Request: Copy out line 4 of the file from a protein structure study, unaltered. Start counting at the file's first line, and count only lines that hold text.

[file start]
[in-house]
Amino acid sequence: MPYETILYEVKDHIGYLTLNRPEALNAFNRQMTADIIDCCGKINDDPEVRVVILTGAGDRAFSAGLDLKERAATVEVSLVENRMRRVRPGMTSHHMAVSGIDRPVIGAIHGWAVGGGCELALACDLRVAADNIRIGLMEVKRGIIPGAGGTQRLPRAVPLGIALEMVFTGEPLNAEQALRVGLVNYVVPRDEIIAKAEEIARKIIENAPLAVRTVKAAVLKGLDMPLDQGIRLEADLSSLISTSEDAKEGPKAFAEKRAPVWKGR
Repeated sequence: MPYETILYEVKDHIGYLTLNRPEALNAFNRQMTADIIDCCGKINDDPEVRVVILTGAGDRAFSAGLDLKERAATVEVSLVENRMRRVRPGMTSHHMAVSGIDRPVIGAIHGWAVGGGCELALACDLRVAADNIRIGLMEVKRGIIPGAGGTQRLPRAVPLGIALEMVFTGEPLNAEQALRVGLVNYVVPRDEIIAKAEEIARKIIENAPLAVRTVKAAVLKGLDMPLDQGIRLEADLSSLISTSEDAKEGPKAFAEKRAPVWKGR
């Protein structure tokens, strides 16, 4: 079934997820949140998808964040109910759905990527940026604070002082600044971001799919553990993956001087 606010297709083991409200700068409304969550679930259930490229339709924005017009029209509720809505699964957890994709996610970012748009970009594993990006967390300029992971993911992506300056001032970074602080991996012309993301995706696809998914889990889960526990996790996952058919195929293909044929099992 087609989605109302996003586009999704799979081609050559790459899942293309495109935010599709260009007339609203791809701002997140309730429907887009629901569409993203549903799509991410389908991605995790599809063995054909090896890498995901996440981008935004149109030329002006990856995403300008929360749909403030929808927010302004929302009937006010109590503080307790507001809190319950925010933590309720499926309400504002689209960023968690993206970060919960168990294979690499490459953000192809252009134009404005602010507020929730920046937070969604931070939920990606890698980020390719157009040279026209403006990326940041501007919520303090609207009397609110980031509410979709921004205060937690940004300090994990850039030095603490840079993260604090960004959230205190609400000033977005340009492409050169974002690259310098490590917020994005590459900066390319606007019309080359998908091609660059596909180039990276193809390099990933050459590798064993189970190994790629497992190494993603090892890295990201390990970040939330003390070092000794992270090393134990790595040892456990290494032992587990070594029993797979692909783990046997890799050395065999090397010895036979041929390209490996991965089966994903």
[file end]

């Protein structure tokens, strides 16, 4: 079934997820949140998808964040109910759905990527940026604070002082600044971001799919553990993956001087 606010297709083991409200700068409304969550679930259930490229339709924005017009029209509720809505699964957890994709996610970012748009970009594993990006967390300029992971993911992506300056001032970074602080991996012309993301995706696809998914889990889960526990996790996952058919195929293909044929099992 087609989605109302996003586009999704799979081609050559790459899942293309495109935010599709260009007339609203791809701002997140309730429907887009629901569409993203549903799509991410389908991605995790599809063995054909090896890498995901996440981008935004149109030329002006990856995403300008929360749909403030929808927010302004929302009937006010109590503080307790507001809190319950925010933590309720499926309400504002689209960023968690993206970060919960168990294979690499490459953000192809252009134009404005602010507020929730920046937070969604931070939920990606890698980020390719157009040279026209403006990326940041501007919520303090609207009397609110980031509410979709921004205060937690940004300090994990850039030095603490840079993260604090960004959230205190609400000033977005340009492409050169974002690259310098490590917020994005590459900066390319606007019309080359998908091609660059596909180039990276193809390099990933050459590798064993189970190994790629497992190494993603090892890295990201390990970040939330003390070092000794992270090393134990790595040892456990290494032992587990070594029993797979692909783990046997890799050395065999090397010895036979041929390209490996991965089966994903």